My friend is 27 years old and has lost a lot of weight within the past few months. She says that guys give her attention that she never received before when she was heavier. When we go out to eat, she’ll eat a little bit and then push around the rest of her food. Growing up, her mom would call her fat and now she’s back home living with her mom.
I tried once or twice to talk to her about her weight, telling her that I cared for her but didn’t want to see her hurt herself. But all she did was get defensive and claim that she just lost baby fat or that she’s just been exercising more. Her clothes hang off of her now and she looks gaunt in the face. Her hair is thin and dull. When I see her, she seems irritable and claims she is lonely. Still, she brags about her wonderful life and all of the male attention she now receives.
What is going on with her and how should I handle it?
Some of the things you describe, including the current gauntness of your friend and the fact that she seems irritable and verbalizes loneliness raise some red flags about the possibility of an eating disorder such as Anorexia, as well as another, and frequently accompanying illness, Depression. The cardinal signs and symptoms of Anorexia Nervosa include:
- Refusal to maintain body weight at or above a minimally normal weight for age and height (e.g., weight loss leading to maintenance of body weight less than 85% of that expected).
- Intense fear of gaining weight or becoming fat, even though underweight.
- Disturbance in the way in which one’s body weight or shape is experienced, undue influence of body weight or shape on self-evaluation, or denial of the seriousness of the current low body weight.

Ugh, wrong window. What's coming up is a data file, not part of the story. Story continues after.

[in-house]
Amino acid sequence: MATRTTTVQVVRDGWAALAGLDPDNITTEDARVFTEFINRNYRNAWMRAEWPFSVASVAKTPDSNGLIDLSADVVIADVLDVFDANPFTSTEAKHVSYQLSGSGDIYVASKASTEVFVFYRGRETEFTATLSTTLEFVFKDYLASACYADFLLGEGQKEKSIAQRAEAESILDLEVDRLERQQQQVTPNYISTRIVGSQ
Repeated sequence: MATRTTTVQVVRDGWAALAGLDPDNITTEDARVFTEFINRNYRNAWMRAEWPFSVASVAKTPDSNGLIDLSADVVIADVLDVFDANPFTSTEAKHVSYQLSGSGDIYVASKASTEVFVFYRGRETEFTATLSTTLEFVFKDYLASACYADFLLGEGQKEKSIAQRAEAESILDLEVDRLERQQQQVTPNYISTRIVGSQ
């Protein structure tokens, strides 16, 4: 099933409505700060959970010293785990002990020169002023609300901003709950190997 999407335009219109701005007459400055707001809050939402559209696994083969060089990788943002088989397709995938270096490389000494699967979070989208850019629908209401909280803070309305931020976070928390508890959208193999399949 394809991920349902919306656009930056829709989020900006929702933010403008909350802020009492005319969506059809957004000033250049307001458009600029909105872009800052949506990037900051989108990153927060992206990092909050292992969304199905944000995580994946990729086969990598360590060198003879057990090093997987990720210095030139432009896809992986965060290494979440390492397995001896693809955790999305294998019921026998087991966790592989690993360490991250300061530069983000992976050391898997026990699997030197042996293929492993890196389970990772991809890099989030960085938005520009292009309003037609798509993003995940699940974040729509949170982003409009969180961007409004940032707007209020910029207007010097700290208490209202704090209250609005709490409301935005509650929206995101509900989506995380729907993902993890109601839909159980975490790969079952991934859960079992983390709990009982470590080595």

- In young women who have not yet gone through menopause, amenorrhea (the absence of at least three consecutive menstrual cycles).
Anorexia can occur in two principle forms: Restricting Type, in which the person has not regularly engaged in binge-eating or purging behavior during the course of the disorder, and Binge-Eating Type or Purging Type, in which the person has regularly engaged in binge-eating OR purging behavior (i.e., self-induced vomiting or the misuse of laxatives, diuretics, or enemas).
An eating disorder can also be present even if a person does not meet all of the official diagnostic criteria.
If your friend meets the criteria, or if you still have serious concerns about her even in the absence of all the signs and symptoms, make clear to her your care, concern, and support, and encourage her to visit a mental health professional.
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